Alcohol addiction can affect anyone, from any walk of life. While genetic factors or psychological factors may predispose someone to addiction, there’s no single cause. Risk factors for alcohol addiction and alcohol use disorder include a history of binge drinking, drinking at a very young age, a history of trauma, and co-occurring mental health conditions, such as personality disorders, depression, or anxiety.
Alcohol addiction is in fact a disease with real physical effects on the brain’s chemistry. It’s considered a mental health disorder because of the lasting physical changes it causes to the brain. Because alcohol is legal and widely available, it can be difficult to recognize the symptoms of alcohol addiction at first. When many people are drinking, it’s hard to single out who might have a significant problem with alcohol. But the symptoms build up over time. Among the symptoms and effects of alcohol addiction are the following:
- Increased intake of alcohol
- Drinking at times considered inappropriate (such as early in the morning)
- Avoidance of old friends in favor of drinking buddies
- Hiding or lying about drinking
- Increased depression or lack of energy
- Spending more time or energy acquiring and drinking alcohol
- Injuries from risky behavior or falls
- Cardiovascular issues, including high blood pressure
- Problems with concentration and memory
- Episodes of binge drinking
- Poor performance at work or school
- Dependence on alcohol for normal functioning
- Poor hygiene
- Hallucinations and irrational thinking
- Frequent hangovers
- Frequent slurred speech and lack of coordination
- Alcohol bottles left around the house
- Liver and pancreas problems
- Increased irritability and aggression
- Increased deceitfulness
- Increased conflicts in personal and work relationships
- Avoiding situations where no alcohol will be served
- Legal problems, including arrest, DUI, or being fired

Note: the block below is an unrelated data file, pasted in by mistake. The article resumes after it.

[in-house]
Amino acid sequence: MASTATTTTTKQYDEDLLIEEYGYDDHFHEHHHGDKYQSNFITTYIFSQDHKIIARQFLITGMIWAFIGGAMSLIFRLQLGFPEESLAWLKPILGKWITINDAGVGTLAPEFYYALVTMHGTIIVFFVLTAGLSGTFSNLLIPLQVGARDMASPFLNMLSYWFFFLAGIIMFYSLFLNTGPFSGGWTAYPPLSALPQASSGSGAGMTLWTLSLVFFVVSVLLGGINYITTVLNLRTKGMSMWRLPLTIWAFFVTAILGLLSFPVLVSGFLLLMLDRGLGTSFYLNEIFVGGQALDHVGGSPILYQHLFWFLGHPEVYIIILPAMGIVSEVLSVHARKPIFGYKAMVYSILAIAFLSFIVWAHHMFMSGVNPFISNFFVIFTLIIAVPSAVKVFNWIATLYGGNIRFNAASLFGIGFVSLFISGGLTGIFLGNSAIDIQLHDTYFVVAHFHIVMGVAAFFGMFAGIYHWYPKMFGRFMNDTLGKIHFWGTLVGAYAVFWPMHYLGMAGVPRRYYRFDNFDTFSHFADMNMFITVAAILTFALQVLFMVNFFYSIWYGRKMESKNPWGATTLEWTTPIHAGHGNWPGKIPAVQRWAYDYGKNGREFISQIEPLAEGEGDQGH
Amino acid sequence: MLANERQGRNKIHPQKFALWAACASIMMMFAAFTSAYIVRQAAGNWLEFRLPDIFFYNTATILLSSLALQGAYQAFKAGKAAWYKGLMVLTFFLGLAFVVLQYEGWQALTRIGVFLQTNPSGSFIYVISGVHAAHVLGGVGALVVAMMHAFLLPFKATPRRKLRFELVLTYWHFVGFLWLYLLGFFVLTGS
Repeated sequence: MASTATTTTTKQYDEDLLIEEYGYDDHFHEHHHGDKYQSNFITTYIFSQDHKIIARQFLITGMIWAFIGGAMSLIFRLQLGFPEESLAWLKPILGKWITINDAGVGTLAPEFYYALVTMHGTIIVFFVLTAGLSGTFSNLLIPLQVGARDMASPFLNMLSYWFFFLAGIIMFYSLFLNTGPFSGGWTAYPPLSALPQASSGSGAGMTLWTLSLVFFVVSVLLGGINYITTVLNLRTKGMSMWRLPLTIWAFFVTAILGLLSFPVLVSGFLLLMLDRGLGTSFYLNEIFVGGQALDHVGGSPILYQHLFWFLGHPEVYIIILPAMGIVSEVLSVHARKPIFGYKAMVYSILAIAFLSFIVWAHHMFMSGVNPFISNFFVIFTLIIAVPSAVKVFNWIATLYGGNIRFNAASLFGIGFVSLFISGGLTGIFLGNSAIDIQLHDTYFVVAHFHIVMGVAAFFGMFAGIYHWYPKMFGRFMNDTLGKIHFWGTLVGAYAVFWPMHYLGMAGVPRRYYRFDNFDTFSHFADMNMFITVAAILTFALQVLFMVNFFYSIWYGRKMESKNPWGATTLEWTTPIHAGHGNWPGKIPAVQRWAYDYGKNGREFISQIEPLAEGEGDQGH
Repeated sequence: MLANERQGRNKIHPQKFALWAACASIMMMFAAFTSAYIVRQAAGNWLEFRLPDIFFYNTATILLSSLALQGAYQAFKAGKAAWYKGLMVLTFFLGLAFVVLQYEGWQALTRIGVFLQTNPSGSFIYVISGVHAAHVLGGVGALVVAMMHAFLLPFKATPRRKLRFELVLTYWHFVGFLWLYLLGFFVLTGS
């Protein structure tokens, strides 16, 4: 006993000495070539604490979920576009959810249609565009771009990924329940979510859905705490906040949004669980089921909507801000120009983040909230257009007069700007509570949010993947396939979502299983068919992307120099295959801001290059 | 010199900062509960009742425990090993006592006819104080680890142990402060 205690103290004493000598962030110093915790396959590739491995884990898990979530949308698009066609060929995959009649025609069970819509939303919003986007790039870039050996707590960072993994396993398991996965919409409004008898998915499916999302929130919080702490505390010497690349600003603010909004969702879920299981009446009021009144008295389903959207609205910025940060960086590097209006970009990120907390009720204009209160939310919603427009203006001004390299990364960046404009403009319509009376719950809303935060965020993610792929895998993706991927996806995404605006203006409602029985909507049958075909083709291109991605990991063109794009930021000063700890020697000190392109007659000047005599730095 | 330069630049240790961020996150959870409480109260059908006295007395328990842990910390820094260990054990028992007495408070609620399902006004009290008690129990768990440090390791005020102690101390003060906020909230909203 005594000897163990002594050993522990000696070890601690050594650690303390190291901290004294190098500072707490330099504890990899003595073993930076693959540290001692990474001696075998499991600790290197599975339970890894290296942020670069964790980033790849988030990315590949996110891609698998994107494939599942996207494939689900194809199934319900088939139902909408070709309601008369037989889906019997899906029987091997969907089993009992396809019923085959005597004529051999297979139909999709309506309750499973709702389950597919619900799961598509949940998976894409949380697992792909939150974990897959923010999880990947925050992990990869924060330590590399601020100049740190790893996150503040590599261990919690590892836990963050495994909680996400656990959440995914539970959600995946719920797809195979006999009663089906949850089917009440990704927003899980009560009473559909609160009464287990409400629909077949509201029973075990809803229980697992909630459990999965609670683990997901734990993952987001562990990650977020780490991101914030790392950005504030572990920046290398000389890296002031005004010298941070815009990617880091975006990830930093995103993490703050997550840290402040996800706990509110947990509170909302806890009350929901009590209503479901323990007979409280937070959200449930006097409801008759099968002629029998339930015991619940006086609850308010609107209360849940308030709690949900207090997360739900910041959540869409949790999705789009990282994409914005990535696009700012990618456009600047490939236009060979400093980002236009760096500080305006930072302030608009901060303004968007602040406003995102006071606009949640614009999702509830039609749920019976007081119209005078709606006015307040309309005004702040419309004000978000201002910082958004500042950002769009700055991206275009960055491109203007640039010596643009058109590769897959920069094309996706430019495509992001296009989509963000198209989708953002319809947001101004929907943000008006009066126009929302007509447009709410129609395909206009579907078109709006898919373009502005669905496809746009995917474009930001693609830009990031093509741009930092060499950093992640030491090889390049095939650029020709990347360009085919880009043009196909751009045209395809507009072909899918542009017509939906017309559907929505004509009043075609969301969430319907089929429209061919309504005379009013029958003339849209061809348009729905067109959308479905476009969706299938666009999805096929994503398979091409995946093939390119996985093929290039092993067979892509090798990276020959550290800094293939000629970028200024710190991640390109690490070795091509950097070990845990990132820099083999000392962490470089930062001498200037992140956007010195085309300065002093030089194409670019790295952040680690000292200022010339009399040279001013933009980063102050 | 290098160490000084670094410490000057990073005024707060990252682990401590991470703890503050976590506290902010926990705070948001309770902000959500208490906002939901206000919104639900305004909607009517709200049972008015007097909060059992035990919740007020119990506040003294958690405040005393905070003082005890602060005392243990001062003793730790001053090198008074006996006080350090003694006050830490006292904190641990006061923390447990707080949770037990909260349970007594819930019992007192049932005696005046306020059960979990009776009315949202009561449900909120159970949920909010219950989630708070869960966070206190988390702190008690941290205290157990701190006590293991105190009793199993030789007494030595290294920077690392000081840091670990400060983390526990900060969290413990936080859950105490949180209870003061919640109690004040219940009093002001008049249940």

- Failure to follow through on plans and responsibilities
Because alcohol addiction gets worse as it progresses, spotting any warning signs early can help someone with addiction avoid significant problems. The longer someone with alcohol addiction continues without seeking help, the worse the effects and consequences can be. Long-term effects of alcohol addiction can include nerve damage, liver damage, and other negative effects on physical health.
In addition, aggressive or impulsive behaviors can become dangerous, and the ensuing legal problems can deprive someone of their freedom or ability to work. Overdoses of alcohol can result in alcohol poisoning, which can be fatal. Seeking alcohol addiction rehab is critical for anyone who is suffering from alcohol addiction.
Seek Professional Help
Alcohol addiction can be especially hard to deal with for many people since alcohol is so readily available and part of so many social occasions and celebrations. But at EHN Canada, we can help those seeking help with the rough parts, leading to recovery and wholeness.
We offer multiple options to help those dealing with alcohol abuse issues. We will help with intervention and detox, and we offer addiction outpatient treatment as well as online counseling programs to help people carry through with treatment even when they can’t come in. Our substance abuse professionals treat not just alcohol addiction but also the co-occurring mental health conditions that may have triggered or exacerbated alcohol use in the first place.
Our medical professionals carry people through treatment and rehab and into recovery, with all the support needed to thrive and prevent relapses. Family programs help loved ones maintain their progress, and aftercare provides a continuing guide to sobriety. Don’t let alcohol damage your relationships, your health, your reputation, and your well-being. Check out our online program for addiction today, or call 416-644-6345 to learn more or get started.